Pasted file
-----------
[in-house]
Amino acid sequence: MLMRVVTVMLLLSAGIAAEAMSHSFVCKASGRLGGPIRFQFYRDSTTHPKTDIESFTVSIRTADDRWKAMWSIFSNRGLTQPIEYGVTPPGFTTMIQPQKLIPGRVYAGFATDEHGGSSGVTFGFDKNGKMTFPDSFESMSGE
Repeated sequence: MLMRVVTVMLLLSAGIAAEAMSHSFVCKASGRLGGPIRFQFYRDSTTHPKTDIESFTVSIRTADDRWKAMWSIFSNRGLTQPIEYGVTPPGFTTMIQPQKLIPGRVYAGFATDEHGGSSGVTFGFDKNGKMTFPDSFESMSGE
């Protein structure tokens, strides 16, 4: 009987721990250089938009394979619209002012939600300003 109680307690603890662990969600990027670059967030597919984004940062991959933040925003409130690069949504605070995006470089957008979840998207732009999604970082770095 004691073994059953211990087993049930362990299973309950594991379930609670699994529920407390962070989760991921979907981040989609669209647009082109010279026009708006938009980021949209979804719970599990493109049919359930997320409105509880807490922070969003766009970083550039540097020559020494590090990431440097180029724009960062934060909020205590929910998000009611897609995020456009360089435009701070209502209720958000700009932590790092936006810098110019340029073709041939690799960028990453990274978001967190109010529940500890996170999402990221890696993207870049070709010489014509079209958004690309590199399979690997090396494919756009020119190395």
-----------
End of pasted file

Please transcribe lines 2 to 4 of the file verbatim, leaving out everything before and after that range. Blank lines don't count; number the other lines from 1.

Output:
Amino acid sequence: MLMRVVTVMLLLSAGIAAEAMSHSFVCKASGRLGGPIRFQFYRDSTTHPKTDIESFTVSIRTADDRWKAMWSIFSNRGLTQPIEYGVTPPGFTTMIQPQKLIPGRVYAGFATDEHGGSSGVTFGFDKNGKMTFPDSFESMSGE
Repeated sequence: MLMRVVTVMLLLSAGIAAEAMSHSFVCKASGRLGGPIRFQFYRDSTTHPKTDIESFTVSIRTADDRWKAMWSIFSNRGLTQPIEYGVTPPGFTTMIQPQKLIPGRVYAGFATDEHGGSSGVTFGFDKNGKMTFPDSFESMSGE
């Protein structure tokens, strides 16, 4: 009987721990250089938009394979619209002012939600300003 109680307690603890662990969600990027670059967030597919984004940062991959933040925003409130690069949504605070995006470089957008979840998207732009999604970082770095 004691073994059953211990087993049930362990299973309950594991379930609670699994529920407390962070989760991921979907981040989609669209647009082109010279026009708006938009980021949209979804719970599990493109049919359930997320409105509880807490922070969003766009970083550039540097020559020494590090990431440097180029724009960062934060909020205590929910998000009611897609995020456009360089435009701070209502209720958000700009932590790092936006810098110019340029073709041939690799960028990453990274978001967190109010529940500890996170999402990221890696993207870049070709010489014509079209958004690309590199399979690997090396494919756009020119190395």